House and Senate Republican leaders unveiled a long-awaited budget compromise Monday that eliminates controversial cuts while reducing income taxes and expanding sales taxes.
The $21.74 billion spending plan would restore funding for teacher assistants, driver’s education, historic preservation tax credits and a tax deduction for medical expenses – items that had been on the chopping block this year.
The bill also includes cuts to personal income tax rates and additional sales taxes on services that aren’t currently taxed. Overall, House Speaker Tim Moore said the changes will result in $400 million in “tax relief.”
As part of the compromise, local school districts will lose the flexibility to use teacher assistant funding for teacher positions and other programs – a change the House had opposed. The Senate also won its bid to kill tax credits for renewable energy projects, including solar.
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Senate leader Phil Berger noted the legislature’s delay – more than two months – in reaching a budget deal after the last fiscal year ended June 30. “Yes, it has taken us longer than we would have liked,” he said. “We’re concerned about the length of time, but the more important thing is that we get it right.”
Moore and Berger hadn’t previously provided details of the deal, saying they wanted to inform Republican legislators before the public. Republicans hold nearly two-thirds of the seats in the General Assembly. And the bill still wasn’t scheduled to be released until Monday evening, they said. The only information provided by Monday afternoon was in a 30-minute news conference hosted by Moore and Berger.
Senate leaders plan to hold the first vote on Tuesday – meaning rank-and-file senators will have less than one day to read a complex spending bill that reportedly spans 500 pages. That timeline drew strong criticism from Senate Minority Leader Dan Blue, a Raleigh Democrat.
“This process has been an absolute disgrace to the taxpayers of this state,” Blue said in a news release. “Legislators and the public alike will have less than 24 hours to read and digest a final budget that is expected to be well over 500 pages, and will drastically affect the livelihood of the state over the coming two years. With all negotiations taking place behind closed doors, one has to wonder what the budget writers are hoping to hide from the public.”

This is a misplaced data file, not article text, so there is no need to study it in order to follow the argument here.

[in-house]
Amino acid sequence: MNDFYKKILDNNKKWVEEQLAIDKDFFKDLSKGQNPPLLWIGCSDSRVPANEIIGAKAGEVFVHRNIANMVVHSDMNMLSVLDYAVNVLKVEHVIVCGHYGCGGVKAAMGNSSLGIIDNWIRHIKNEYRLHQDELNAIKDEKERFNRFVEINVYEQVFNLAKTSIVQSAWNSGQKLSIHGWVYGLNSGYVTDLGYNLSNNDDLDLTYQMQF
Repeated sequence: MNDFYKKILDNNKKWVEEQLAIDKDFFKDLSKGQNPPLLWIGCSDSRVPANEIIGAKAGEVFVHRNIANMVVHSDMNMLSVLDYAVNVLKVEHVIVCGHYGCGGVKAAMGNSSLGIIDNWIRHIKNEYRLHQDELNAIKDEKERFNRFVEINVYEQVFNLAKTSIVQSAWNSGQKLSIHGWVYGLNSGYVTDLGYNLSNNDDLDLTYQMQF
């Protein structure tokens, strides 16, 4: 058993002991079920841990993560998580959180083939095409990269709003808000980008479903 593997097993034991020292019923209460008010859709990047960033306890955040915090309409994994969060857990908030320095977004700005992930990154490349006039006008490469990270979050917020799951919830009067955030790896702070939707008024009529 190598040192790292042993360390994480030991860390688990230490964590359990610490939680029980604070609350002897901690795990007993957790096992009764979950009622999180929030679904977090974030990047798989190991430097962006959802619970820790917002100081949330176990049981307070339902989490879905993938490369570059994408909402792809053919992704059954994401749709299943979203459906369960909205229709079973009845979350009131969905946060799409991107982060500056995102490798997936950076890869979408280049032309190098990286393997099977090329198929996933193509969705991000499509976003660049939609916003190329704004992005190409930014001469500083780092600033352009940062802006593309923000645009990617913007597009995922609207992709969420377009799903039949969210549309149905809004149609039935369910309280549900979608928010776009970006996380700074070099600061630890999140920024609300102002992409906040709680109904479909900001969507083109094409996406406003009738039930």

Moore said the budget has had plenty of time for review because most provisions were in either the House or Senate budget bills. “We’ve tried to air a lot of these provisions out there and made sure there was time for ample public input and discussion,” he said. “That’s one thing that we’ve tried to highlight in this budget: transparency, openness and input.”
Several House Democrats were on the official “conference committee” set to negotiate the deal, but they weren’t involved in the talks until a meeting Monday afternoon. According to Rep. Duane Hall of Raleigh, Moore asked the Democrats to sign on to the agreement, but none did.
House Republicans discussed the details in a three-hour private caucus meeting Monday morning. Rules Chairman David Lewis said he’s confident that enough Republicans will vote yes to ensure the budget passes the House. Eleven GOP House members voted against the original budget in May, citing concerns about industry-specific tax credits and other provisions.
“I actually feel we’ll get more Republican votes on this budget than we did on the first one,” he said.
House members will have more time than their Senate counterparts. The chamber’s rules require the budget agreement to be public for 72 hours before a vote, which means the first House vote can’t happen until Thursday. Lewis said the House could reduce that waiting period to two days, but won’t suspend the rule if Democrats object.
The legislature has a Friday deadline to pass a budget or extend the temporary budget that has kept government running at last year’s spending levels since the new fiscal year began July 1. Even if the bill is finalized this week, this year’s budget will be the longest-delayed spending plan since 2002.
“If it passes and goes immediately to the governor, then he’d need to sign it almost immediately to keep state government running,” said Rep. Chuck McGrady, a House budget writer.
And over the weekend, McCrory told The Associated Press that he doesn’t want major tax changes included in the budget bill. He voiced concerns about new sales taxes on services – something Senate leaders proposed earlier this year.
“This is reopening a new tax scheme and redistribution scheme behind closed doors” at the end of the session, McCrory told the AP. “Let’s vote on them separately.”
Lewis said he was surprised McCrory took issue with the sales tax change. “There’s nothing in this bill that wasn’t in the 2013 tax reform House package that he supported, so I don’t understand what’s changed now,” Lewis said.
In a statement Monday, McCrory spokesman Josh Ellis said the governor thanked legislators for their work. “The governor and his team will thoroughly review the proposal to ensure it is fiscally responsible and aligns with our state’s priorities in key areas that the governor has championed including job creation, education, healthcare and transportation,” the statement said.
Berger said the tax changes represent an overall cut. “What you’ve got to do is look at the overall package, and the overall package represents a net tax cut,” he said.
The tax plan: The budget’s tax change would continue a Republican-led shift from income taxes to more sales taxes.